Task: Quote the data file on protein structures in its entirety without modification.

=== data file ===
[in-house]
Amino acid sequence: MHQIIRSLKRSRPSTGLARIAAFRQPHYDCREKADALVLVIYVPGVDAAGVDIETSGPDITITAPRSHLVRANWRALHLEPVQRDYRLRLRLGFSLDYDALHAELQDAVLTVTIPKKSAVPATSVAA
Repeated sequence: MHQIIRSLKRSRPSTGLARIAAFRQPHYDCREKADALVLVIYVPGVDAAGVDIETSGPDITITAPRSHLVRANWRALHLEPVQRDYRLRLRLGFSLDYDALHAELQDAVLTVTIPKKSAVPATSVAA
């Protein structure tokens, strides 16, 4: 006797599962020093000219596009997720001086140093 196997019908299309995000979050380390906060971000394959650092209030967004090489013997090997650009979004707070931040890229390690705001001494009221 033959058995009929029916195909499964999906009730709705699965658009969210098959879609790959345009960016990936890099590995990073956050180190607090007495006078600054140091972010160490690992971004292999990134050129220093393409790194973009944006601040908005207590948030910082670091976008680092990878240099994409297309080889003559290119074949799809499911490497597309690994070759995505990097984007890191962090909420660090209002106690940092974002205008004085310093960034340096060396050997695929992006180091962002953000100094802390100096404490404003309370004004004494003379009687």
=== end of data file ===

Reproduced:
[in-house]
Amino acid sequence: MHQIIRSLKRSRPSTGLARIAAFRQPHYDCREKADALVLVIYVPGVDAAGVDIETSGPDITITAPRSHLVRANWRALHLEPVQRDYRLRLRLGFSLDYDALHAELQDAVLTVTIPKKSAVPATSVAA
Repeated sequence: MHQIIRSLKRSRPSTGLARIAAFRQPHYDCREKADALVLVIYVPGVDAAGVDIETSGPDITITAPRSHLVRANWRALHLEPVQRDYRLRLRLGFSLDYDALHAELQDAVLTVTIPKKSAVPATSVAA
């Protein structure tokens, strides 16, 4: 006797599962020093000219596009997720001086140093 196997019908299309995000979050380390906060971000394959650092209030967004090489013997090997650009979004707070931040890229390690705001001494009221 033959058995009929029916195909499964999906009730709705699965658009969210098959879609790959345009960016990936890099590995990073956050180190607090007495006078600054140091972010160490690992971004292999990134050129220093393409790194973009944006601040908005207590948030910082670091976008680092990878240099994409297309080889003559290119074949799809499911490497597309690994070759995505990097984007890191962090909420660090209002106690940092974002205008004085310093960034340096060396050997695929992006180091962002953000100094802390100096404490404003309370004004004494003379009687």